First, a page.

Can we solve language understanding tasks without relying on task-specific annotated data? This could be important in scenarios where the inputs range across various domains and it is expensive to create annotated data. I discuss two different language understanding problems (Question Answering and Entity Typing) which have traditionally relied on on direct supervision. For these problems, I present two recent works where exploiting properties of the underlying representations and indirect signals help us move beyond traditional paradigms. And as a result, we observe better generalization across domains.
  • Spatiotemporal understanding of people using scenes, objects and poses Thumbnail

    Spatiotemporal understanding of people using scenes, objects and poses

    March 11, 2019  |  Rohit Girdhar
    Humans are arguably one of the most important entities that AI systems would need to understand to be useful and ubiquitous. From autonomous cars observing pedestrians, to assistive robots helping the elderly, a large part of this understanding is focused on recognizing human actions, and potentially, their intentions. Humans themselves are quite good at this task: we can look at a person and explain in great detail every action they are doing. Moreover, we can reason over those actions over time, and even predict what potential actions they may intend do in the future. Computer vision algorithms, on the other hand, have lagged far behind on this task. In my research, I’ve explored techniques to improve human action understanding from a visual input, with the key insight being that human actions are dependent on the state of their environment (parameterized by the scene and the objects in it) apart from their own state (parameterized by their pose). In this talk, I will talk about three key ways I exploit this dependence: (1) Learning to aggregate this contextual information to recognize human actions; (2) Predicting a prior on human actions by learning about the affordances of the scenes and objects they interact with; and finally, (3) Moving towards longer term temporal reasoning through a new dataset and benchmark tasks.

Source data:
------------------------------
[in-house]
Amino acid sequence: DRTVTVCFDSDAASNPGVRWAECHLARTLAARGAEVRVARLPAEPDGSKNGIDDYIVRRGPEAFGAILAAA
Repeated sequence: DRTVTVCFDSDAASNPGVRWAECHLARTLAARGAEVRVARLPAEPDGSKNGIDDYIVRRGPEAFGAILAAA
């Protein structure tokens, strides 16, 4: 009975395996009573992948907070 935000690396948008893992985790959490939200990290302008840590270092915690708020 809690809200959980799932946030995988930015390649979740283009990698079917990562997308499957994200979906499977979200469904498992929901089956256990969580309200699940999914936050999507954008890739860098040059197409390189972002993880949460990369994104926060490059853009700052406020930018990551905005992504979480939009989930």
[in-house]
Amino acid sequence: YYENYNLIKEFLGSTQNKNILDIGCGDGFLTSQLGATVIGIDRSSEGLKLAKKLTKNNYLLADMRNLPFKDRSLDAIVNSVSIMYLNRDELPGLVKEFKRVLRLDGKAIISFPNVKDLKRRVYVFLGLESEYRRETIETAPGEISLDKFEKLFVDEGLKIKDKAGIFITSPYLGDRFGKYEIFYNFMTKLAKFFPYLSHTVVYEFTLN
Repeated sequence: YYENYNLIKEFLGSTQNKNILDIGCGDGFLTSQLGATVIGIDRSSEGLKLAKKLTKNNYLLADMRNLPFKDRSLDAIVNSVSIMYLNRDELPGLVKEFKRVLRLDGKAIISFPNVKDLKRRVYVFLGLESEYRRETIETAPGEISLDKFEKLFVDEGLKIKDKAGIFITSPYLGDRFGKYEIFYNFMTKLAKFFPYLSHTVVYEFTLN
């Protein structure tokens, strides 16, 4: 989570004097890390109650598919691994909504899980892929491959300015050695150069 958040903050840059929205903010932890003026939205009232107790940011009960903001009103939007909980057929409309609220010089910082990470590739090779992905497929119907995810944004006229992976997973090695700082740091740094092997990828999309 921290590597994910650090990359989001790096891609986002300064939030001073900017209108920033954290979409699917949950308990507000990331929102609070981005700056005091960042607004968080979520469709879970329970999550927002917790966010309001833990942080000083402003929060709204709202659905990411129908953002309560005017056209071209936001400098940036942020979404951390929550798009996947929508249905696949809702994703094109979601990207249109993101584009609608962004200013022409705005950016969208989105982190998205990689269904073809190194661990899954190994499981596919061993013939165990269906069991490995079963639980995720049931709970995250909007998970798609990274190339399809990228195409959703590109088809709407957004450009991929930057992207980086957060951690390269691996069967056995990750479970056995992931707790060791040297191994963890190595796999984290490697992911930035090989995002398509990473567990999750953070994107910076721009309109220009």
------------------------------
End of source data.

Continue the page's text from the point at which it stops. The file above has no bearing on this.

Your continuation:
• AI & Policy Workshop Thumbnail

    AI & Policy Workshop

    March 7, 2019  |  
    "An Ethical Crisis in Computing?" Moshe Vardi | Karen Ostrum George Distinguished Professor, Computational Engineering, Rice University "Algorithmic Accountability: Designing for Safety" Ben Shneiderman | Distinguished Professor, Department of Computer Science, University of Maryland, College Park "AI Policy: What to Do Now, Soon, and One Day" Ryan Calo | Lane Powell & D. Wayne Gittinger Associate Professor of Law, University of Washington "Less Talk, More Do: Applied Ethics in AI" Tracy Kosa | Adjunct Professor, Faculty of Law and Albers School of Business, Seattle University Panel Q&A Oren Etzioni and speakers